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Popeyes chicken sandwich is coming back, y'all

Parent company RBI is feeling good about ‘fantastic’ Q3

The Popeyes chicken sandwich was only in stores for about two weeks, but it had an outsized effect on the brand and its parent company, Restaurant Brands International Inc., this quarter. 

RBI is hoping to capture the internet's and eaters' attention again. This morning, the brand announced the sandwich is back starting November 3rd. Yes, that's a Sunday. The launch date is a not-so-subtle dig at Chick-fil-A, a brand that is famously closed on Sundays. Welcome to the Chicken Sandwich Wars Part II. 

“This was a fantastic quarter from a sales perspective, and one that we're confident will be a significant milestone for the brands,” said Jose Cil, CEO of RBI, during the third-quarter earnings call. “The performance of the chicken sandwich far exceeded our most ambitious expectations and brought Popeyes to the national and international spotlight.”

The Toronto-based company, which is also parent to Burger King and Tim Hortons, reported earnings for the third quarter, ended September 30. Revenues rose 6% to $1.5 billion. Adjusted net income rose 13% to $337 million, or 72 cents per share, from $297 million, or 63 cents per share in the same period a year earlier.

Popeyes comparable store sales were up by 9.7%, and system-wide sales for the brand grew 15.6%.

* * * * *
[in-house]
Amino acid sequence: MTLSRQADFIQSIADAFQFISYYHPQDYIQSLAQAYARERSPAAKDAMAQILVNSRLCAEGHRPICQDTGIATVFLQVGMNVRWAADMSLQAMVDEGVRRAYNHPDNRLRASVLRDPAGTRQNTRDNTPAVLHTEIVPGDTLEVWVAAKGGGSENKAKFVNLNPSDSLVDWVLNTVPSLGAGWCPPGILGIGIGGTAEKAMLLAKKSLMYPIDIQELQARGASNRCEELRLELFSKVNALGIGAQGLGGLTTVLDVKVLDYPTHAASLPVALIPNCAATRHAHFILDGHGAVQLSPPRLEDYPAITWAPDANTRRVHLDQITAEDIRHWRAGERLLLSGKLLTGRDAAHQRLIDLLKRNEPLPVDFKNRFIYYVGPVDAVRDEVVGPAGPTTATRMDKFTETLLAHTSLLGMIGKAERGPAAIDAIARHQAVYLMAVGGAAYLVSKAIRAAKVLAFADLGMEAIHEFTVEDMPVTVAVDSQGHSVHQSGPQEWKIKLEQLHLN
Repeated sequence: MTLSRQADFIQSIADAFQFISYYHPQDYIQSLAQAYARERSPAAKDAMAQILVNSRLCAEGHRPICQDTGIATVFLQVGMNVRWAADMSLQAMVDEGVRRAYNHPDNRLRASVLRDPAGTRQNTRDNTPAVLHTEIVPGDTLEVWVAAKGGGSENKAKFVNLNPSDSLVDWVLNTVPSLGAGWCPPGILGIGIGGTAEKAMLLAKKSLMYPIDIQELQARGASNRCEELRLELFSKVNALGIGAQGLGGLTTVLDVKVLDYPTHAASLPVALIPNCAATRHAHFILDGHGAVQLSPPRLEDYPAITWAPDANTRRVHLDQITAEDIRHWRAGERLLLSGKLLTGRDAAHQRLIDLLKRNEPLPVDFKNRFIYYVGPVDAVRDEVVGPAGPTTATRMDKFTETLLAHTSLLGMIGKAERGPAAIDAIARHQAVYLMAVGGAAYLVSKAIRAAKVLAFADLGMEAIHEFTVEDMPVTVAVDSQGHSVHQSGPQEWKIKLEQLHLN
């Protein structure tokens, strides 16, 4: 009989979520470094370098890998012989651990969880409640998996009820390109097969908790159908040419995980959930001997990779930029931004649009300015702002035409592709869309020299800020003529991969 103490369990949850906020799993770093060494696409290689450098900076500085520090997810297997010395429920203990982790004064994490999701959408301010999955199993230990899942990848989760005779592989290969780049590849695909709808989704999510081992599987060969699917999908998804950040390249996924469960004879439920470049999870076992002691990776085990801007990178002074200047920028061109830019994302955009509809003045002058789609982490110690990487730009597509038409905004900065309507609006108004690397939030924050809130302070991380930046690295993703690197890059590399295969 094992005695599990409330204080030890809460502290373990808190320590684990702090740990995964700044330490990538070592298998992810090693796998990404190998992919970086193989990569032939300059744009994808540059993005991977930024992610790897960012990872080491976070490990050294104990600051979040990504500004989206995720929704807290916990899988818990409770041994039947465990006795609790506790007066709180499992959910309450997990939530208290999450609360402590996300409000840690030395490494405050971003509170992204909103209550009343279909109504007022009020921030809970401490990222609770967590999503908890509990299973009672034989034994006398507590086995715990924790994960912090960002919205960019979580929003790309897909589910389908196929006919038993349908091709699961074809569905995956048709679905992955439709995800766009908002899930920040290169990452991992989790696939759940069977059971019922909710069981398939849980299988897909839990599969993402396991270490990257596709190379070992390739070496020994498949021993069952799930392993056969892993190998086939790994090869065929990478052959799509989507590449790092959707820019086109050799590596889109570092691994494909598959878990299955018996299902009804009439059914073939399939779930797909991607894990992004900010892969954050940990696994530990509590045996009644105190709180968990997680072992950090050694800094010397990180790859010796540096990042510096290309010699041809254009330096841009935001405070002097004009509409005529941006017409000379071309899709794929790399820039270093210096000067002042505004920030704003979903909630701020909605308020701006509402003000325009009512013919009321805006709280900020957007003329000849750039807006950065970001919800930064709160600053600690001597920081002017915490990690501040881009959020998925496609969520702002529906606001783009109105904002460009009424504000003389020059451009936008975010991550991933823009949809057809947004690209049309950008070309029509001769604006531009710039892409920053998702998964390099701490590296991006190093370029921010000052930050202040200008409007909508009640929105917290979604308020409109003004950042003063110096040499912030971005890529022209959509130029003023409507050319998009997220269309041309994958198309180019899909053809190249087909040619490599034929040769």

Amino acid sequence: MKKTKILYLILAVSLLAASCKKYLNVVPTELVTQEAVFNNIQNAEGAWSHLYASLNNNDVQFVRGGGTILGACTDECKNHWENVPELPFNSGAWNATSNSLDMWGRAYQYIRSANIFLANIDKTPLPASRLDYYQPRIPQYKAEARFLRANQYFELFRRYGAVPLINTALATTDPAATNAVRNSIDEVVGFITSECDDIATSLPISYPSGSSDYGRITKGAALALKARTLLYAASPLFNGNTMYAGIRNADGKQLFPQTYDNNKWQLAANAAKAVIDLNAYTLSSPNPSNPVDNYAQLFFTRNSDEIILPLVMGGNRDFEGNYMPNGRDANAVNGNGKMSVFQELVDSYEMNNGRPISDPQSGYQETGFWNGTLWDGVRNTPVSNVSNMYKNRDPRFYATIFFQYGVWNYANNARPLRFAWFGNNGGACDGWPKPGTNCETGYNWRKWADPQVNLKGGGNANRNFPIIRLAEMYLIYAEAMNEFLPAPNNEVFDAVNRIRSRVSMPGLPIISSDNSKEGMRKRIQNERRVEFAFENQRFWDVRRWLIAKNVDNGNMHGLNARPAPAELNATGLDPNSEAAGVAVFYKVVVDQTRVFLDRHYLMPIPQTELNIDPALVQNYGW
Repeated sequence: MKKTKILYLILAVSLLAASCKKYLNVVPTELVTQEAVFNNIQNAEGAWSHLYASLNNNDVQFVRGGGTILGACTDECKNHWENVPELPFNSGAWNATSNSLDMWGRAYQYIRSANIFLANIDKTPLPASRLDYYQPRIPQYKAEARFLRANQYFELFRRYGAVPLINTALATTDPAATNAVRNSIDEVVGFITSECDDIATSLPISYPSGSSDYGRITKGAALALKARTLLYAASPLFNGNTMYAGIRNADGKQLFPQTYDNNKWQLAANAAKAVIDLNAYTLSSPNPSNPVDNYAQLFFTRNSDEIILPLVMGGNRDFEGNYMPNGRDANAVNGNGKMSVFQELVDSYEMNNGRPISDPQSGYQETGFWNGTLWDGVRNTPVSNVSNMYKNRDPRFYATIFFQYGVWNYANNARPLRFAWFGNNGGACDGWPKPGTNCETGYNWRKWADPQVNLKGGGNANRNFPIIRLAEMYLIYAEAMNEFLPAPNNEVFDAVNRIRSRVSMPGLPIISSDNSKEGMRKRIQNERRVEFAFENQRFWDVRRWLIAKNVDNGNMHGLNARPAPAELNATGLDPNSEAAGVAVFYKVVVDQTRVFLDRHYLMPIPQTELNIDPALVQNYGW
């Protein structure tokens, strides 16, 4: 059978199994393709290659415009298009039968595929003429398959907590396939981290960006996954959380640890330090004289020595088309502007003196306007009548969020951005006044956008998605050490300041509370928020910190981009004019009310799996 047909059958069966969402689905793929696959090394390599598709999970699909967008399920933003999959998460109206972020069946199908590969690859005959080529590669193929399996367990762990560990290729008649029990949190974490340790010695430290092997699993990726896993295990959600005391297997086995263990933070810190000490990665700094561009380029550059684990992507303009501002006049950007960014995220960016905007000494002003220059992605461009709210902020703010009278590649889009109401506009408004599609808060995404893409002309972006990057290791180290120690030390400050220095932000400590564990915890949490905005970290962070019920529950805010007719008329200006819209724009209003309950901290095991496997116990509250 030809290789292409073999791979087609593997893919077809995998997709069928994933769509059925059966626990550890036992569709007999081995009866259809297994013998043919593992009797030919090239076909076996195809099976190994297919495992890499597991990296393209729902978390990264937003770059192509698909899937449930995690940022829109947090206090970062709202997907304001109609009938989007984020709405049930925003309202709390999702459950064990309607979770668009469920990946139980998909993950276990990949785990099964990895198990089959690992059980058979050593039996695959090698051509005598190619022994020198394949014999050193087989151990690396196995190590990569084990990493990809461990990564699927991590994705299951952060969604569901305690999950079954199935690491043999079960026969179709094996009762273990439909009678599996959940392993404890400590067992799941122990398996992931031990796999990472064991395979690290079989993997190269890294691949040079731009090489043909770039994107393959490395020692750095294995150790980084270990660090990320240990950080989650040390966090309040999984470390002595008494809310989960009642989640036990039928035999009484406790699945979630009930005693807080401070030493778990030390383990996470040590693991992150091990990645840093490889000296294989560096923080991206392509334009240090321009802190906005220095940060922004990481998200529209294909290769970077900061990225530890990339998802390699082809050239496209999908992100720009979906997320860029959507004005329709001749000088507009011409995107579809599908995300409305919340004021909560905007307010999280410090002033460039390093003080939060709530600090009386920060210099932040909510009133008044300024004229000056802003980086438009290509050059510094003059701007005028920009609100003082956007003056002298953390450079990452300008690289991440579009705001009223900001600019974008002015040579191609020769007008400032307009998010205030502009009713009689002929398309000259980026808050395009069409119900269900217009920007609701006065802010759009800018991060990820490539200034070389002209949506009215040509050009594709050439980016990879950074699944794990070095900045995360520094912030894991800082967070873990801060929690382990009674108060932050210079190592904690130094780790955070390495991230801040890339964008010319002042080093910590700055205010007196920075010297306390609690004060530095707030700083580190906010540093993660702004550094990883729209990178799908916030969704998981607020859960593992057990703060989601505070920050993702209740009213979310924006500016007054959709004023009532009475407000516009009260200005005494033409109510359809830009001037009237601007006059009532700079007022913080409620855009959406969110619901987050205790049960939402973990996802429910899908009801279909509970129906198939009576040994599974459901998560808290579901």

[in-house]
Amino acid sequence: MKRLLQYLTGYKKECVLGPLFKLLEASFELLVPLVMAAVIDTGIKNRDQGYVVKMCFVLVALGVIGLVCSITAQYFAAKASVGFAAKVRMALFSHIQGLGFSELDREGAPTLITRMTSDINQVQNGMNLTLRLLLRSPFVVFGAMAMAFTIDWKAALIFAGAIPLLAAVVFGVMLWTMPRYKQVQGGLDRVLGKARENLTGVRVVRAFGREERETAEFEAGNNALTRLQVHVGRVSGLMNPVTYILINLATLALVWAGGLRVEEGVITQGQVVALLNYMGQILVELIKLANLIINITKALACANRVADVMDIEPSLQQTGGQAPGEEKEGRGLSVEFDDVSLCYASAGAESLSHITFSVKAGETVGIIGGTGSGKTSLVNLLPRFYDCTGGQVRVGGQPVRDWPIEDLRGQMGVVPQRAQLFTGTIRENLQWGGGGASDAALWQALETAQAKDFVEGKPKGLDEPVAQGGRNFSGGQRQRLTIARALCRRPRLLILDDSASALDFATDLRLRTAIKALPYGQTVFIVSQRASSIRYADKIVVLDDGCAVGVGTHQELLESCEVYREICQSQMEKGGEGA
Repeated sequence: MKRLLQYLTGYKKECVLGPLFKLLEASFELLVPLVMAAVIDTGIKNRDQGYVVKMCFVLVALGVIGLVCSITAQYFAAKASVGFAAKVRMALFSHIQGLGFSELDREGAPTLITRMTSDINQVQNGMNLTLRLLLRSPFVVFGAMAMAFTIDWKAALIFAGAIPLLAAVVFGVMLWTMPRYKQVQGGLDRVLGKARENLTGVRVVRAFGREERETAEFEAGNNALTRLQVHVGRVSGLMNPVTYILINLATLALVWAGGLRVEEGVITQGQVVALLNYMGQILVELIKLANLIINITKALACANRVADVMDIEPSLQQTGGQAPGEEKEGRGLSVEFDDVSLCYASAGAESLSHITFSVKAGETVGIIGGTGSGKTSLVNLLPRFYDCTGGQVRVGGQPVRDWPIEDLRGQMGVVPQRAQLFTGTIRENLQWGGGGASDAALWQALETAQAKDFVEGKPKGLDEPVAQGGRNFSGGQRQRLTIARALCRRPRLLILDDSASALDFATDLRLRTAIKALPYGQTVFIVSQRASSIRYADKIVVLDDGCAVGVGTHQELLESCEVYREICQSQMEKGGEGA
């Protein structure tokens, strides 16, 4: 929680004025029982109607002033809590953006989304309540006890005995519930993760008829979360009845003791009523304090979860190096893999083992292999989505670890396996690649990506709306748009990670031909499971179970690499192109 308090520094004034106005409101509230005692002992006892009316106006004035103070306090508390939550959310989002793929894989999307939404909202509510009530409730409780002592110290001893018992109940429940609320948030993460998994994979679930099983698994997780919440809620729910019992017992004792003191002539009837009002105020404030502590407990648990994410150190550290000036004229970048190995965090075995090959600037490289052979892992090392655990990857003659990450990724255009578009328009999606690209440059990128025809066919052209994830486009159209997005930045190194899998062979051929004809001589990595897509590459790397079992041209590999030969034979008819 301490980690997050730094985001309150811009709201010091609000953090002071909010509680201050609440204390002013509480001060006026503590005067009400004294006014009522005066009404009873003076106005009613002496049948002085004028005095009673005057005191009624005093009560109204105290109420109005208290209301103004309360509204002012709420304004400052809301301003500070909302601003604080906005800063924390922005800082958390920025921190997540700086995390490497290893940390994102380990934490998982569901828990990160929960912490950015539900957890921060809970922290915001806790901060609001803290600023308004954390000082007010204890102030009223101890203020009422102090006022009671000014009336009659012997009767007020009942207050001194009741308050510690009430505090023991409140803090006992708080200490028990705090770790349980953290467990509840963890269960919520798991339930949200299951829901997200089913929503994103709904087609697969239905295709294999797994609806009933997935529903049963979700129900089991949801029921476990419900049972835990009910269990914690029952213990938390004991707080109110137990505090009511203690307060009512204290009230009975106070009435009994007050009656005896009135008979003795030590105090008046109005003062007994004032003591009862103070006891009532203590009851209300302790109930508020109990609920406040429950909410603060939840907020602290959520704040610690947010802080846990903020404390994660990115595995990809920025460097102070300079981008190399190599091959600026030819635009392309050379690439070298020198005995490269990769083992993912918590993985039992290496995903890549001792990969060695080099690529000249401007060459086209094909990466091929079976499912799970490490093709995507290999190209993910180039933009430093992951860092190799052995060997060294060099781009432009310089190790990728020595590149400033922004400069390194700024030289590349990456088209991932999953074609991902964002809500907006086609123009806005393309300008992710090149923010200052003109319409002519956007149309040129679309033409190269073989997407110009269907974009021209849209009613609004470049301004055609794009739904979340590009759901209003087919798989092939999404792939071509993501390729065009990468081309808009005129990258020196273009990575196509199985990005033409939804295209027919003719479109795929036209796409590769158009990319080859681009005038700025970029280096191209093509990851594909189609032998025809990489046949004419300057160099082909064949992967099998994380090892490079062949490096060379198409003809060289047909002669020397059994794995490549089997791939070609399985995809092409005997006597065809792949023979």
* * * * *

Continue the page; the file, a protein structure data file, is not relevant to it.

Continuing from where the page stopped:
These numbers weren't all the sandwiches' doing, said executives.

“It's worth noting that while the sales of the sandwich and buzz online was fantastic, we also saw remarkable positive reaction across-the-board in our quarter," Cil said. He noted the success of Popeyes $10 '2 Can Dine' offer and its buttermilk shrimp LTO. “This may occasionally get lost in the mix, but Popeyes is one of the only national QSR brands serving the type of seafood and our LTO in this category tend to perform really well.”

A newer menu item at Burger King is also performing well — the Impossible Burger. The brand was one of the first to jump on the plant-based protein trend.

“What's especially exciting is that the sales of the Impossible Whopper have been highly incremental and have attracted new types of guests into our restaurant,” Cil said. 

“We've done a lot of research and found that the appeal is quite broad-based across several types of consumers. We see a lot of millennial and Gen Z customers who tend to really connect with the message around sustainability. We also see older guests that perhaps used to come to Burger King but haven't visited in a while.”

Burger King's comparable store sales were up 4.8%, and its system-wide sales grew 10.7%. 

But plant proteins couldn't save the company's coffee-and-breakfast brand, Tim Hortons. The brand launched Beyond Meat sausage patties in some Canadian markets as an LTO and have kept the menu item on in some provinces. But comparable store sales were down 1.4%, and systemwide sales declined 0.1%. 


RBI is now looking toward remodels and improved franchisee relationships for growth. 

“Overhaul, we continue to feel really good about the long-term growth prospects for Tim Hortons Canada and internationally,” Cil said. 

“It's a rarity in the QSR space to have the penetration Tim’s has in Canada, and we believe our positioning remains the strongest of any brand in any market across the globe. With the right mix of many improvements, investments and guest experience, including drive-thru and the activation of digital loyalty and brand messaging, we're confident that Tim’s will gain momentum. We have a healthy relationship with our owners and increase alignment over the path forward coming out of our convention. This was a challenging quarter, but we continue to be focused on delivering results and have our sleeves rolled up as we finish the year.”

Contact Gloria Dawson at [email protected]

Follow her on Twitter: @GloriaDawson

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